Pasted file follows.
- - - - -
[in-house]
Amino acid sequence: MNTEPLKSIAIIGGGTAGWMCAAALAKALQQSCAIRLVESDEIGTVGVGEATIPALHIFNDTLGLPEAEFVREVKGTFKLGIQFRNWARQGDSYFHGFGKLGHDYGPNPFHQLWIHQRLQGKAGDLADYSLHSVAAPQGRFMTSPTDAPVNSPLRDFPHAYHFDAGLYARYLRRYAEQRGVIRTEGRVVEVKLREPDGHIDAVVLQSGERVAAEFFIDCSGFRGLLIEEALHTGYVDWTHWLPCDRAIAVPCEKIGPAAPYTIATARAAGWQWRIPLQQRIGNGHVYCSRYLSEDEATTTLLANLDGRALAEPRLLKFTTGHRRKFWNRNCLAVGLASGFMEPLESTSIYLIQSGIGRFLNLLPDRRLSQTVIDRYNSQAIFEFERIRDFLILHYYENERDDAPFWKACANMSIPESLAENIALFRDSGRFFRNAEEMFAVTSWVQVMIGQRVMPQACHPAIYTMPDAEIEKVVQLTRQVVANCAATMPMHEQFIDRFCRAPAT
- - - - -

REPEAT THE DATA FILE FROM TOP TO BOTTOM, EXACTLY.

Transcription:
[in-house]
Amino acid sequence: MNTEPLKSIAIIGGGTAGWMCAAALAKALQQSCAIRLVESDEIGTVGVGEATIPALHIFNDTLGLPEAEFVREVKGTFKLGIQFRNWARQGDSYFHGFGKLGHDYGPNPFHQLWIHQRLQGKAGDLADYSLHSVAAPQGRFMTSPTDAPVNSPLRDFPHAYHFDAGLYARYLRRYAEQRGVIRTEGRVVEVKLREPDGHIDAVVLQSGERVAAEFFIDCSGFRGLLIEEALHTGYVDWTHWLPCDRAIAVPCEKIGPAAPYTIATARAAGWQWRIPLQQRIGNGHVYCSRYLSEDEATTTLLANLDGRALAEPRLLKFTTGHRRKFWNRNCLAVGLASGFMEPLESTSIYLIQSGIGRFLNLLPDRRLSQTVIDRYNSQAIFEFERIRDFLILHYYENERDDAPFWKACANMSIPESLAENIALFRDSGRFFRNAEEMFAVTSWVQVMIGQRVMPQACHPAIYTMPDAEIEKVVQLTRQVVANCAATMPMHEQFIDRFCRAPAT